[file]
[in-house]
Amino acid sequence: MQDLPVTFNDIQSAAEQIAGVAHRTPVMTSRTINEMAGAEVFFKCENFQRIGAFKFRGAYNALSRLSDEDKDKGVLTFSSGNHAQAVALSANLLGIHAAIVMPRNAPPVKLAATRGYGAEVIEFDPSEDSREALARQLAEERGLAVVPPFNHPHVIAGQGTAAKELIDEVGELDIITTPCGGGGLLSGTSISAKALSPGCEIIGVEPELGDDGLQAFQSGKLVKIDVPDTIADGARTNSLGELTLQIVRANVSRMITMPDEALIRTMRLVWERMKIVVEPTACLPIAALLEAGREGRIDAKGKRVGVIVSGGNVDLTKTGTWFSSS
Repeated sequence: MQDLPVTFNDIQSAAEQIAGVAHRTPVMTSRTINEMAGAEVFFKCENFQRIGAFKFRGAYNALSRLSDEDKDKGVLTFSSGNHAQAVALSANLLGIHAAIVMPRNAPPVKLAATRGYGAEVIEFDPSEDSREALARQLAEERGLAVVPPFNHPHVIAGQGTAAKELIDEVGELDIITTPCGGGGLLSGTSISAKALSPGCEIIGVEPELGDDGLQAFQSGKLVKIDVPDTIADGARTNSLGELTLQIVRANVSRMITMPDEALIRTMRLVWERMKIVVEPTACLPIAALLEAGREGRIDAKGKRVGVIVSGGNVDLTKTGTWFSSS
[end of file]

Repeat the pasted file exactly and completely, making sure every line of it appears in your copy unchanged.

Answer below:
[in-house]
Amino acid sequence: MQDLPVTFNDIQSAAEQIAGVAHRTPVMTSRTINEMAGAEVFFKCENFQRIGAFKFRGAYNALSRLSDEDKDKGVLTFSSGNHAQAVALSANLLGIHAAIVMPRNAPPVKLAATRGYGAEVIEFDPSEDSREALARQLAEERGLAVVPPFNHPHVIAGQGTAAKELIDEVGELDIITTPCGGGGLLSGTSISAKALSPGCEIIGVEPELGDDGLQAFQSGKLVKIDVPDTIADGARTNSLGELTLQIVRANVSRMITMPDEALIRTMRLVWERMKIVVEPTACLPIAALLEAGREGRIDAKGKRVGVIVSGGNVDLTKTGTWFSSS
Repeated sequence: MQDLPVTFNDIQSAAEQIAGVAHRTPVMTSRTINEMAGAEVFFKCENFQRIGAFKFRGAYNALSRLSDEDKDKGVLTFSSGNHAQAVALSANLLGIHAAIVMPRNAPPVKLAATRGYGAEVIEFDPSEDSREALARQLAEERGLAVVPPFNHPHVIAGQGTAAKELIDEVGELDIITTPCGGGGLLSGTSISAKALSPGCEIIGVEPELGDDGLQAFQSGKLVKIDVPDTIADGARTNSLGELTLQIVRANVSRMITMPDEALIRTMRLVWERMKIVVEPTACLPIAALLEAGREGRIDAKGKRVGVIVSGGNVDLTKTGTWFSSS